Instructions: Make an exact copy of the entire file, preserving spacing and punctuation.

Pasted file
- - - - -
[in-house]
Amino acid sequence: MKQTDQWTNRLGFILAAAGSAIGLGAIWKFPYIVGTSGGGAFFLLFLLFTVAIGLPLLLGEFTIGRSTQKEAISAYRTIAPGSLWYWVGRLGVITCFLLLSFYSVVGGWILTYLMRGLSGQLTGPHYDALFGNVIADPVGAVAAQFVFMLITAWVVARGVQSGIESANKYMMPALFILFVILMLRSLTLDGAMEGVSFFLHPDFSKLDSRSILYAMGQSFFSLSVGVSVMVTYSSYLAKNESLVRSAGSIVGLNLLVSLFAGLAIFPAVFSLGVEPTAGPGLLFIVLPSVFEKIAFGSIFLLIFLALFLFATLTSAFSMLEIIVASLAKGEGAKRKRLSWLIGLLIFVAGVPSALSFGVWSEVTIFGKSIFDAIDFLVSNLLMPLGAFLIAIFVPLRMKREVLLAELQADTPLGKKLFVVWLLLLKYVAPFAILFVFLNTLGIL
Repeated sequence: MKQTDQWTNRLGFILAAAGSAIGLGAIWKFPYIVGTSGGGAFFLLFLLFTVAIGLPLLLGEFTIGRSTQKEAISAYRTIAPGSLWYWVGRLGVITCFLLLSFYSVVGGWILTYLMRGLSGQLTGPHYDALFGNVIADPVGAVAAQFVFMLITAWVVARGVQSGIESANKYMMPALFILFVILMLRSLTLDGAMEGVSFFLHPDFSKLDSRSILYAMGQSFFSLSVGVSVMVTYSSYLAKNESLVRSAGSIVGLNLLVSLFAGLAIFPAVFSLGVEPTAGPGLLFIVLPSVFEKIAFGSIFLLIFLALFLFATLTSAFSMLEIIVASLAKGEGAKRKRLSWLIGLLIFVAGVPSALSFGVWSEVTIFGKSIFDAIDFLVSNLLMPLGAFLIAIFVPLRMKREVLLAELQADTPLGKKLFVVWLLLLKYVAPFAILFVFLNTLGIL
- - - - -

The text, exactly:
[in-house]
Amino acid sequence: MKQTDQWTNRLGFILAAAGSAIGLGAIWKFPYIVGTSGGGAFFLLFLLFTVAIGLPLLLGEFTIGRSTQKEAISAYRTIAPGSLWYWVGRLGVITCFLLLSFYSVVGGWILTYLMRGLSGQLTGPHYDALFGNVIADPVGAVAAQFVFMLITAWVVARGVQSGIESANKYMMPALFILFVILMLRSLTLDGAMEGVSFFLHPDFSKLDSRSILYAMGQSFFSLSVGVSVMVTYSSYLAKNESLVRSAGSIVGLNLLVSLFAGLAIFPAVFSLGVEPTAGPGLLFIVLPSVFEKIAFGSIFLLIFLALFLFATLTSAFSMLEIIVASLAKGEGAKRKRLSWLIGLLIFVAGVPSALSFGVWSEVTIFGKSIFDAIDFLVSNLLMPLGAFLIAIFVPLRMKREVLLAELQADTPLGKKLFVVWLLLLKYVAPFAILFVFLNTLGIL
Repeated sequence: MKQTDQWTNRLGFILAAAGSAIGLGAIWKFPYIVGTSGGGAFFLLFLLFTVAIGLPLLLGEFTIGRSTQKEAISAYRTIAPGSLWYWVGRLGVITCFLLLSFYSVVGGWILTYLMRGLSGQLTGPHYDALFGNVIADPVGAVAAQFVFMLITAWVVARGVQSGIESANKYMMPALFILFVILMLRSLTLDGAMEGVSFFLHPDFSKLDSRSILYAMGQSFFSLSVGVSVMVTYSSYLAKNESLVRSAGSIVGLNLLVSLFAGLAIFPAVFSLGVEPTAGPGLLFIVLPSVFEKIAFGSIFLLIFLALFLFATLTSAFSMLEIIVASLAKGEGAKRKRLSWLIGLLIFVAGVPSALSFGVWSEVTIFGKSIFDAIDFLVSNLLMPLGAFLIAIFVPLRMKREVLLAELQADTPLGKKLFVVWLLLLKYVAPFAILFVFLNTLGIL